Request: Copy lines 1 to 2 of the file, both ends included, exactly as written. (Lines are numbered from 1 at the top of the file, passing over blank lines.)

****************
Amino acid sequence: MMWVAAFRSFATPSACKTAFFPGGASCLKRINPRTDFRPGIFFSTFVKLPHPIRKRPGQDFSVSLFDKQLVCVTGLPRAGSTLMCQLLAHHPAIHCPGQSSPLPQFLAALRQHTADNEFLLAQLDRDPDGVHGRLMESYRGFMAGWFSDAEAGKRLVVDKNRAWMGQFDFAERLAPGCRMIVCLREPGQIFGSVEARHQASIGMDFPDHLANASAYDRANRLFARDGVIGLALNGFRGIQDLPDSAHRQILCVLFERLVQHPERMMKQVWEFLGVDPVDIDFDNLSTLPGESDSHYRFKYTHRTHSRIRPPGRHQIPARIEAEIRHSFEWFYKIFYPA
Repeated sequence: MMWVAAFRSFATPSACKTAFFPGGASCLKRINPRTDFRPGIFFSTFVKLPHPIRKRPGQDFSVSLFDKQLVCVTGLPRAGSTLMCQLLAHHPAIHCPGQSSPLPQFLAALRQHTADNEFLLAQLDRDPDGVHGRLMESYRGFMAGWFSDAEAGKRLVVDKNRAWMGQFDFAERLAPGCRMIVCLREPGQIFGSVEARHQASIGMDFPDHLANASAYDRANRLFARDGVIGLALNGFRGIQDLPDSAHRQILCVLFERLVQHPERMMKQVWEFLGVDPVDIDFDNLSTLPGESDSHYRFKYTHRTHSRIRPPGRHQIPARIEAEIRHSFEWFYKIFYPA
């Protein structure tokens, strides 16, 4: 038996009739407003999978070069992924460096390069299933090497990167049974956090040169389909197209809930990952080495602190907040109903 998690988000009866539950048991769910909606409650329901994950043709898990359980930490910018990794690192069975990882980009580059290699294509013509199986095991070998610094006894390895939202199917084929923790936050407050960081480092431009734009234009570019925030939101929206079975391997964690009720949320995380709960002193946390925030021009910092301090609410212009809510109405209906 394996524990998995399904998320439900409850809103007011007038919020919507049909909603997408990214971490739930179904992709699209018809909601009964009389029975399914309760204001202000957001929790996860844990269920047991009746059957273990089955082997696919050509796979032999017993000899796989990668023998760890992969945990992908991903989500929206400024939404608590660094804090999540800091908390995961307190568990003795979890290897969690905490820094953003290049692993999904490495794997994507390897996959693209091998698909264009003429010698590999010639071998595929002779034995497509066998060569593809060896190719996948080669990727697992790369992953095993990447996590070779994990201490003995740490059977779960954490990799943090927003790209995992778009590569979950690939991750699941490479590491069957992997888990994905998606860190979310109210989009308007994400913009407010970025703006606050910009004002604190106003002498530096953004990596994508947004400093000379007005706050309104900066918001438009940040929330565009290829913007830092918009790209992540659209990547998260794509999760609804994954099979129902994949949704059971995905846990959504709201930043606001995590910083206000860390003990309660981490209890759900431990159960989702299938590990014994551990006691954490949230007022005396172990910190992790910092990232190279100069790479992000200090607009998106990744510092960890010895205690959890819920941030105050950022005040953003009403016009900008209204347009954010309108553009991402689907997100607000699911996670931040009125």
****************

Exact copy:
Amino acid sequence: MMWVAAFRSFATPSACKTAFFPGGASCLKRINPRTDFRPGIFFSTFVKLPHPIRKRPGQDFSVSLFDKQLVCVTGLPRAGSTLMCQLLAHHPAIHCPGQSSPLPQFLAALRQHTADNEFLLAQLDRDPDGVHGRLMESYRGFMAGWFSDAEAGKRLVVDKNRAWMGQFDFAERLAPGCRMIVCLREPGQIFGSVEARHQASIGMDFPDHLANASAYDRANRLFARDGVIGLALNGFRGIQDLPDSAHRQILCVLFERLVQHPERMMKQVWEFLGVDPVDIDFDNLSTLPGESDSHYRFKYTHRTHSRIRPPGRHQIPARIEAEIRHSFEWFYKIFYPA
Repeated sequence: MMWVAAFRSFATPSACKTAFFPGGASCLKRINPRTDFRPGIFFSTFVKLPHPIRKRPGQDFSVSLFDKQLVCVTGLPRAGSTLMCQLLAHHPAIHCPGQSSPLPQFLAALRQHTADNEFLLAQLDRDPDGVHGRLMESYRGFMAGWFSDAEAGKRLVVDKNRAWMGQFDFAERLAPGCRMIVCLREPGQIFGSVEARHQASIGMDFPDHLANASAYDRANRLFARDGVIGLALNGFRGIQDLPDSAHRQILCVLFERLVQHPERMMKQVWEFLGVDPVDIDFDNLSTLPGESDSHYRFKYTHRTHSRIRPPGRHQIPARIEAEIRHSFEWFYKIFYPA